Connoisseurs have long known that the best sounding Gibson archtop
guitars are the 16" L5 models that were designed by the legendary
acoustic engineer Lloyd Loar. These were the very first jazz guitars
which, largely due to the innovations introduced by Lloyd Loar,
posses tonal subtleties and acoustic projection that later models never
matched. Loar's design improvements included violin inspired features
such as a cantilevered fingerboard, "f" shaped sound holes, and a tap
tuned top and back, as well
as modern conveniences such as an adjustable bridge and a truss rod.
produced in 1922, the L-5 quickly became the gold standard for jazz
guitar and found its way into the hands of numerous virtuosos of the
time, including such luminaries as Eddie Lang, Nick Lucas, Les Paul,
Kress, and Dick McDonough. Not only a jazz guitar, the L-5 is an
versatile instrument that was also played by
country music star Mother Maybelle Carter and Nashville session
guitarist and Grand Ole Oprey player Jack Schook. Even long after
Gibson had introduced the larger Advanced Model L-5s, these smaller 16"
models remained legendary for their unparalleled tone and projection,
and continued to be the first choice for acoustic work by players such
as Barney Kessel, Tony Romano, and Marty Grosz.
Gibson introduced the "Advanced" model L-5 in 1935, bumping up the body size to 17" and lengthening the scale to 25 1/2". While these changes were welcomed by acoustic big band rhythm players who were seeking greater power and projection, many missed the balance, versatility, and tonal complexity of the smaller 16" L-5s. Fortunately, Gibson kept the 16" option available by redesigning the L-4 along the lines of the old 16" L-5, retaining nearly all the original specs and adding a few new twists including ornate banjo style fingerboard inlays and a flared headstock. Vintage 16" L-5s are one of the most highly coveted of all Gibson archtops, making this nearly identical, yet much more affordable, sister model one of the best deals in the world of vintage archtops.
This instrument was constructed from some of the best materials Gibson had to offer: a gorgeous flamed maple back, maple sides, a mahogany neck, and a carved spruce top. Original hardware includes a set of Grover Sta-Tite tuners and nickel tailpiece trapeze tailpiece. Updates include a new pickguard mounted with a DeArmond Rhythm Chief pickup along with tone and volume controls.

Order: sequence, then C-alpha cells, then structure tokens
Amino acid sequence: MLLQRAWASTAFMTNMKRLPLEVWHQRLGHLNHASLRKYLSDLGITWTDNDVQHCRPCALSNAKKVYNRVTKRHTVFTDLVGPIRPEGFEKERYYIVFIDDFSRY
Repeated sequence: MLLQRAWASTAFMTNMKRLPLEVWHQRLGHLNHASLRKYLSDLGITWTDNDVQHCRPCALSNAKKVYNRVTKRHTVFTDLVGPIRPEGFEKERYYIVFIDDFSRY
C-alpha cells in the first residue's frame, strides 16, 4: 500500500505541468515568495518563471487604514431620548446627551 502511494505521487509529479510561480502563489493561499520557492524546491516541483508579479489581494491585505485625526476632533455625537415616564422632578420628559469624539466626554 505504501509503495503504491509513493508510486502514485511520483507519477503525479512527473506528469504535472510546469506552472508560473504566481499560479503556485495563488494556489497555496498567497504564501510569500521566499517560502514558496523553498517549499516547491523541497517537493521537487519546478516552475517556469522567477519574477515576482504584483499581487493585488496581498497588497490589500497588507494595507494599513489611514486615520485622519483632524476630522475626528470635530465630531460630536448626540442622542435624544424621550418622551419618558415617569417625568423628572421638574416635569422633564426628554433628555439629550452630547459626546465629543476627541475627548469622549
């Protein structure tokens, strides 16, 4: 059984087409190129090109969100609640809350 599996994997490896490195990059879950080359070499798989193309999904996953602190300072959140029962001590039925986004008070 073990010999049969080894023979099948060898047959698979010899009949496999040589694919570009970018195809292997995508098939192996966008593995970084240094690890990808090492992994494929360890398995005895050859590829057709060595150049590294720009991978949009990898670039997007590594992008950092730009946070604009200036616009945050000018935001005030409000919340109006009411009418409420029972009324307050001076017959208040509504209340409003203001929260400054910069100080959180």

Anyone who has shopped for a good sounding acoustic archtop these days will tell you just how frustrating it can be. As electrics began to take over in the late 30s, Gibson largely gave up on trying to build light weight, highly resonant acoustic archtops in favor of heavier designs that reduced feedback. Now largely a lost art, only a few high priced boutique builders take acoustic archtops seriously, making the search for an acoustic archtop difficult and often very expensive. Fortunately, this well preserved example from the "Golden Era" of acoustic archtops can go toe to toe with the best L-5s out there at a much more affordable price.
With tonewoods nearly a century old, this instrument produces the rich, complex acoustic tone I've only heard in 20s era L-5s. It's featherweight construction and carefully carved top and back are in line with Lloyd Loar's violin based principles for maximum resonance and balance. This instrument projects very well, making it perfect for unplugged performances. It also posses the liquid sounding "natural reverb" that the 20's L-5 are so famous for. The addition of the DeArmond pickup allows for amplification if need be without compromising the instrument's acoustic charms.
This is the CASH price...add 3% (4% for International orders) if you'd like to pay with a credit card.
|Sound Hole||F Holes|
|Fret Neck||14 Fret|
|Scale Length||24 3/4"|
|Nut Width||1 3/4"|
|Body Depth||3 1/4"|
|Back and Sides||Maple|
|Pickup(s)||DeArmond Rhythm Chief 1100|